• Eat well, get lots of sleep, and try to remain calm.
  • Look after yourself and your precious cargo.
  • Meditation can be a good way of managing stress levels and calming your emotions.

Recognize/accept your previous loss
Recognizing and accepting your previous loss may help you move forward. If you haven’t done so already, planning a small ceremony or act of remembrance – whether it is just for you as a couple, your family, or yourself – may help you move on from your previous loss.

A small token such as writing a letter, lighting a candle, or saying a prayer can be meaningful ways to remember your child.

Grieving for the loss of your child is normal. Accept that your body and mind are going to be affected by grieving. There’ll be a feeling of overwhelming sorrow, anger, guilt, and of course, numbness and shock.

Many women are unable to sleep after a miscarriage, despite feeling exhausted. Your routine daily activities might seem meaningless. You might discover yourself eating when you’re not hungry, or not eating at all.

Within this phase, fatigue, grief, depression, shock, are all understandable feelings. It is also common for women to feel a sense of failure. Occasionally, it’s more difficult to deal with the feeling that some individuals give you sympathy instead of comfort.

Amid all of this, what’s important is to permit yourself to feel what you’re feeling. Miscarriage is the loss of a loved one. Grieving is normal. Permit yourself to feel sad, but understand that you are not to blame. And if you miscarried during the first pregnancy trimester, know that this is common.

Talk about your feelings with your spouse. At the same time, give one another space to mourn. Tell your spouse what you need. You may not feel like you deserve special treatment, but it’s important to take care of yourself. People around you will want to help.

After experiencing a miscarriage, allow yourself to take a little time off work. This can be extremely helpful, physically and mentally.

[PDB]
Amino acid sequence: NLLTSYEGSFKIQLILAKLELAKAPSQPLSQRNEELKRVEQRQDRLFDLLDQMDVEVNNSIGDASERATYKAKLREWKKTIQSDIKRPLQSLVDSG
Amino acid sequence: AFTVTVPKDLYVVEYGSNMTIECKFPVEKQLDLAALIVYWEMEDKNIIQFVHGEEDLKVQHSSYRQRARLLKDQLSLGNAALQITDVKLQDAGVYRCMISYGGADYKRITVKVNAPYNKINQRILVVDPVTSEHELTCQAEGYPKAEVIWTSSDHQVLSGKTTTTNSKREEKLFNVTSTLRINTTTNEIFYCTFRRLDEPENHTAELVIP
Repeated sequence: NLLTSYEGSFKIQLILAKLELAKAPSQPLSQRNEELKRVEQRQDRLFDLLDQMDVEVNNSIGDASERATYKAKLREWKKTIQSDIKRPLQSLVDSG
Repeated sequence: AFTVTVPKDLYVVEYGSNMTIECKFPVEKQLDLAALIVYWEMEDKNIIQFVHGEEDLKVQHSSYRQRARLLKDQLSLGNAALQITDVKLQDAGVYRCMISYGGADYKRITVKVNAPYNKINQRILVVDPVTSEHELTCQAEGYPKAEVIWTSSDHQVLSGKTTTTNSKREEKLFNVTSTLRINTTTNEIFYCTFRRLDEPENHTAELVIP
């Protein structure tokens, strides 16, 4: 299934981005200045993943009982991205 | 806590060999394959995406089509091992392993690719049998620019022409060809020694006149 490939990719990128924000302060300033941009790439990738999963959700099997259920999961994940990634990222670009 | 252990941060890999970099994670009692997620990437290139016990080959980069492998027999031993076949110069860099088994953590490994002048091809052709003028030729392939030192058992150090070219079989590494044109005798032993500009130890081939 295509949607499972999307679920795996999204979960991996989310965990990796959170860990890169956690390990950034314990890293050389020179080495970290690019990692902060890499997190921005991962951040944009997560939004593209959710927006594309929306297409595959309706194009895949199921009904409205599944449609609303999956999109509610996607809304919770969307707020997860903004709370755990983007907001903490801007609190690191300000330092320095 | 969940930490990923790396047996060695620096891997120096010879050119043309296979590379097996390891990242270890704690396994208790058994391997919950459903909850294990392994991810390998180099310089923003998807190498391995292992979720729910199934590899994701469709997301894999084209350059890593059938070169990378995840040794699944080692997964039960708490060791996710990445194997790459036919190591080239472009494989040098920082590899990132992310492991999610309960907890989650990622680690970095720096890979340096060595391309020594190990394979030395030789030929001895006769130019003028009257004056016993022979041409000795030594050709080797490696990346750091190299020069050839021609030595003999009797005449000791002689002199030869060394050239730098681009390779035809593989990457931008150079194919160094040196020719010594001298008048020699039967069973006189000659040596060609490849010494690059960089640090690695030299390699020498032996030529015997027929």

Getting ready for another pregnancy
According to health care providers, women should wait before attempting to conceive again.

Physicians recommend waiting for a complete menstrual cycle before attempting to conceive again. Women who didn’t go through treatments or tests to discover the cause of the miscarriage might wait for two or three menstruation cycles prior to attempting to get pregnant again.

For women who are extremely emotionally wounded, it is wise to give the emotional healing process as long as it needs. This might be months, a year or more. Everybody is different. If the emotional pain is severe for many weeks, it is worth talking to a nurse or a mental health professional experienced with miscarriage and bereavement.

Having had a miscarriage will promote fear for another loss within pregnancy, but most women who have had a miscarriage can experience a regular pregnancy. For those who didn’t have any infections, their bodies might be prepared to ovulate again two to four weeks after a miscarriage.

After a miscarriage, it is vital to look after yourself. Whether or not you are considering a future pregnancy, give yourself time to heal physically and mentally, and use the resources available to you, including friends, family, libraries, and professionals.